The euro area’s two largest economies were both expected to show decline in the three months to September, as fears surrounding recession continue. Indeed, low confidence has struck many countries in the EU amid an ongoing economic malaise.
Today, though, figures revealed that Germany’s GDP rose 0.1 per cent, while France’s rose 0.3 per cent, its biggest margin of growth in a year.
GDP rose by 0.2 per cent overall in the euro area, according to Eurostat, with seasonally adjusted GDP jumping 0.8 per cent compared to the same period in 2013.
Nonetheless, there remain concerns about countries at the centre of the continent: Italy’s GDP fell 0.1 per cent in Q3 2014, its 13th quarter in a row of no growth, while Germany’s growth is tempered with caution, as officials lower their predictions for the coming year. Indeed, sanctions against Russia in response to the Ukraine crisis have impacted upon Germany’s export trade, which is adding to the negative conditions in the country.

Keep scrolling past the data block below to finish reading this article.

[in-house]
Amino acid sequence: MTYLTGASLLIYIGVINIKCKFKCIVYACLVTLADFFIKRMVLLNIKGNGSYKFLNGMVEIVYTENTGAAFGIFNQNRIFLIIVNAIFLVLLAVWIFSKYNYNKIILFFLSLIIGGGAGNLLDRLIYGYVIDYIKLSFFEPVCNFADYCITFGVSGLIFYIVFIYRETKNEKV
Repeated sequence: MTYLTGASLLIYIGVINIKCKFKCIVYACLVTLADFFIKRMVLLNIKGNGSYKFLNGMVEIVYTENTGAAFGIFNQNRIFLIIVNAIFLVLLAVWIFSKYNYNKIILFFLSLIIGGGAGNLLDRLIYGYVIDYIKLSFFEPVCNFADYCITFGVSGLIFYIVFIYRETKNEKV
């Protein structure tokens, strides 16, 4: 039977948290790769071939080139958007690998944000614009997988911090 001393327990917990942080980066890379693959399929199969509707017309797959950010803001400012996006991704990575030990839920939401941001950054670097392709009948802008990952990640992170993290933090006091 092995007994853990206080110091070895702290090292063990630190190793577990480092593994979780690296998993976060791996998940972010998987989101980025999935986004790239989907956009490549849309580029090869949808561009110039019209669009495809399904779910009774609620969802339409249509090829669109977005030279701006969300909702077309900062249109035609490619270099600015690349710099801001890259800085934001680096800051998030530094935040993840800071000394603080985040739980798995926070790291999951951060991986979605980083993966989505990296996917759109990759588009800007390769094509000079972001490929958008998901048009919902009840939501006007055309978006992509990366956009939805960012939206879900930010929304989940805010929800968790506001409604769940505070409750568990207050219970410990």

How have the currency markets reacted?
The euro has had a tough year so far, falling 11 per cent since May. That slide continued this week, with the single currency down 0.1 per cent against the dollar to $1.2462 this morning. Indeed, in the third quarter, US GDP has grown by a healthier 0.9 per cent, far outpacing the euro area.
The pound, though, has also fallen against the dollar, down 0.3 per cent ($1.56), a potential fourth consecutive week of decline. Indeed, the pound even fell 0.1 per cent against the euro, reports Bloomberg.
“The U.K. is not immune from spillover effects from the euro zone,” Peter Kinsella, a senior foreign-exchange strategist at Commerzbank AG, told the news publication.
“It is clear that the market is pricing out Bank of England rate hikes until late 2015 at the earliest. As a result, you are seeing some position-squaring that put downward pressure on the pound.”
Source: The Movechannel